Helena Bonham Carter is luminous in this hypnotic love letter to TV

Nolly ★★★★

In the era of The Crown vs Checkers of Facts, Russell T. Davies’ television history drama Nolly strikes a sensible note from its first frame. “Based on a true story” it promises, with one caveat: “Some characters and scenes have been invented.” Well, it would hardly be a chapter of TV history without a few porky pies told.

Nolly is Noele Gordon, an actress and institution in British 20th-century culture. For almost two decades she played Meg Mortimer, the owner of the Crossroads Motel in the iconic soap opera Crossroads. She’s the equivalent of America’s Erica Kane in All My Children, or Australia’s Sally Fletcher from Home and Away.

Helena Bonham Carter is riveting as Nolly (Noele Gordon), an actress and institution in 20th-century British culture.

Meg was a long-suffering soap heroine whose every emotion, gasp, and ounce of anguish was wrung out nightly on the small screen, like an old but familiar silk hanky. Noele Gordon was doubtless infinitely more elegant than Meg but, as is often the case with soap operas and institutionalised actors, the boundaries between the two could be strangely blurred.

This three-part drama opens with a sequence that has particular poignancy for Australians: Nolly’s first screen test, shot by television pioneer John Logie Baird, whose name would, decades later, be given to our first and most enduring national television awards, the Logies. And as with Nolly, perhaps, they’re a hard-wrung soap opera all of their very own.

But we don’t waste time in 1938. Pretty soon we’re in 1981, with a stop-over in the mid-1970s, and the world of Noele Gordon is slowly being fashioned before us. All told this is a snapshot of Nolly’s most infamous chapter – her sacking from Crossroads at the height of her power – and the fallout which followed. It is also an examination of the misogynistic television culture which brought about those events.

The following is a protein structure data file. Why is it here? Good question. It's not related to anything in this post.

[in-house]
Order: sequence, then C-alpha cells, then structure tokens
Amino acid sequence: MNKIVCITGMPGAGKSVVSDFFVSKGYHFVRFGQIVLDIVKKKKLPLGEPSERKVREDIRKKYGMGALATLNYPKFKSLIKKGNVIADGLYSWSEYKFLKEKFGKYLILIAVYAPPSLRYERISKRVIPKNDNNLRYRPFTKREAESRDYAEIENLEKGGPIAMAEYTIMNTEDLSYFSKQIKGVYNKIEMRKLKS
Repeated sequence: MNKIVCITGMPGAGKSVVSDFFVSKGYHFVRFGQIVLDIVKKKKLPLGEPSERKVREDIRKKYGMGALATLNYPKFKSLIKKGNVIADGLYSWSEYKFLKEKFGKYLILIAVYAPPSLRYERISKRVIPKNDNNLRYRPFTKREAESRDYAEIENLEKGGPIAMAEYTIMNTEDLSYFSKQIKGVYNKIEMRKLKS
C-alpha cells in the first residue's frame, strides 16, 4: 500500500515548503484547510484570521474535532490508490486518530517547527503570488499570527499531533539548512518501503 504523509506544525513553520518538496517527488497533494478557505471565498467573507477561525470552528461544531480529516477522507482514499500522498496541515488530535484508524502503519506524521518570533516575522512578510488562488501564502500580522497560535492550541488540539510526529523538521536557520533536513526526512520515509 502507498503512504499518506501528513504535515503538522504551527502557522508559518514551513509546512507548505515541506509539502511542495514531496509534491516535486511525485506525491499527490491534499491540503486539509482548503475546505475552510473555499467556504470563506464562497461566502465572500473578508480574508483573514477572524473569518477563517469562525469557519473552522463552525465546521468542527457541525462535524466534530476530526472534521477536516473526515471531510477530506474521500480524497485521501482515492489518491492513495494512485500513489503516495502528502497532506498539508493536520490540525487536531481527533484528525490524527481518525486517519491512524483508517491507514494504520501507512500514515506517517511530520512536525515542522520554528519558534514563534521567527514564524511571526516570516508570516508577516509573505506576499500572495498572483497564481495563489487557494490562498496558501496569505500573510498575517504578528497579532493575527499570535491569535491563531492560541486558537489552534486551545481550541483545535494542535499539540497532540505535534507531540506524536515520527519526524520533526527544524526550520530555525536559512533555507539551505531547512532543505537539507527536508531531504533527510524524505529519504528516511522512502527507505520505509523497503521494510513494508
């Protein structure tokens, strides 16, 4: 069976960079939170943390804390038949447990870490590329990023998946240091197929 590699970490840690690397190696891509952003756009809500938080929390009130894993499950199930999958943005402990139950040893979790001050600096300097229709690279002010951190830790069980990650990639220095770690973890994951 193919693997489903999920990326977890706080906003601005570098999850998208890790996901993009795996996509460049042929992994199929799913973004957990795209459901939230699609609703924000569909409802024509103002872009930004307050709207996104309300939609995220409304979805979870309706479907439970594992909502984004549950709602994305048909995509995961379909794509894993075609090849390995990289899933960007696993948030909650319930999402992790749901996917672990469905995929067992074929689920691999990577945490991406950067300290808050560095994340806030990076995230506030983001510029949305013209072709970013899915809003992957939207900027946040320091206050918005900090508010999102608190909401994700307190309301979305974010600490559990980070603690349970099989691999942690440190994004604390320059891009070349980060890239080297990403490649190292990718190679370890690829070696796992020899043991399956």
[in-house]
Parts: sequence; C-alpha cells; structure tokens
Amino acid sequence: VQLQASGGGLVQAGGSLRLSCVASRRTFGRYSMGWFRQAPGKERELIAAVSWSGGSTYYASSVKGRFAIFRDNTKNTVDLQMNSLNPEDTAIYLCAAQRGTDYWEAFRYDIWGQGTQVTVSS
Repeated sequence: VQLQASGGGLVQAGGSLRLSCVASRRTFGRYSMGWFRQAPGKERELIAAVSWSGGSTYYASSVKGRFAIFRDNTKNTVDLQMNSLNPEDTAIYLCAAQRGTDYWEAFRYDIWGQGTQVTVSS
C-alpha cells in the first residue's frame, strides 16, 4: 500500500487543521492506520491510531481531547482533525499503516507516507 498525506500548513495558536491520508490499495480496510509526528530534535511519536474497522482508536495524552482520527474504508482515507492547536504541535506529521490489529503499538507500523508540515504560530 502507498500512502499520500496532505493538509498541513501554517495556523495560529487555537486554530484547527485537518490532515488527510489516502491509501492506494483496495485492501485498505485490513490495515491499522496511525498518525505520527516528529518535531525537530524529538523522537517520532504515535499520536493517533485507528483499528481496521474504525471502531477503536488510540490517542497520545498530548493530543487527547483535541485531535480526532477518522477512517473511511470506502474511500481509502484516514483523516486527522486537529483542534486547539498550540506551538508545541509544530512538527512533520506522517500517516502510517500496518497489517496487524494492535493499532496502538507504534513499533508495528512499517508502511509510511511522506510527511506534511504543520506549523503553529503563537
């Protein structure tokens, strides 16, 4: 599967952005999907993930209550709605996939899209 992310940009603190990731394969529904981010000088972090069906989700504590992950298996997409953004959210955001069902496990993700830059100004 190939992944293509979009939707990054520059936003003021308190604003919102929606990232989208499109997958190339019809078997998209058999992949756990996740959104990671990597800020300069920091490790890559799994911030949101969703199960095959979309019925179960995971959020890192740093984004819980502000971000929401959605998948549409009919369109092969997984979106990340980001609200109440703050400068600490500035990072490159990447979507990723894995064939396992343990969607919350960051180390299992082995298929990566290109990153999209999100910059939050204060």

Nolly, with Bonham Carter (second from right) as Noele Gordon, takes us inside the making of the iconic Briths soap opera Crossroads.Credit:BBC/Foxtel

The centrepiece of the story, however, is actress Helena Bonham Carter, surfing into Nolly from The Crown, where she has spent a few years in bright-coloured coats and big hats, and delivering here a performance that is both luminous and revealing.

On the page, Nolly is already beautifully complex, courtesy of Davies who has a knack of writing an elegant algorithm of emotional nuance and subcutaneous melancholy. But in Bonham Carter’s hands, the ageing soap opera heroine becomes a martyr sacrificed on the altar of changing values in a cruel business.

Nolly also talks powerfully about the institutional power of soap opera. The genre may be in recession in parts of the world – the decline and de-funding of America’s network soap operas is particularly acute – but in various formats, notably the telenovela, and even some of the surviving older mega-soaps, such as EastEnders and Home and Away, business is still booming.

It is also a reflection of Davies’ excellence as a writer, and his ability to build a compelling drama about the minutiae of a business which is, when the cameras are off, infinitely less interesting than the headlines might imply. As Australians, we did not experience Crossroads, and to some extent Noele Gordon remains an unknown figure in a foreign history book.

And yet, from the moment she steps into the frame, Bonham Carter is riveting to watch. “I am making this show better if I have to haul it out of the grave line by line,” Gordon says in one scene. Crossroads, that is, not Nolly. You can’t hear the writing in Nolly, and you certainly can’t see the acting. Instead, you’re frozen in place, hypnotised by Davies’ masterfully campy fever dream.

Nolly is streaming on Binge and Foxtel on Demand.

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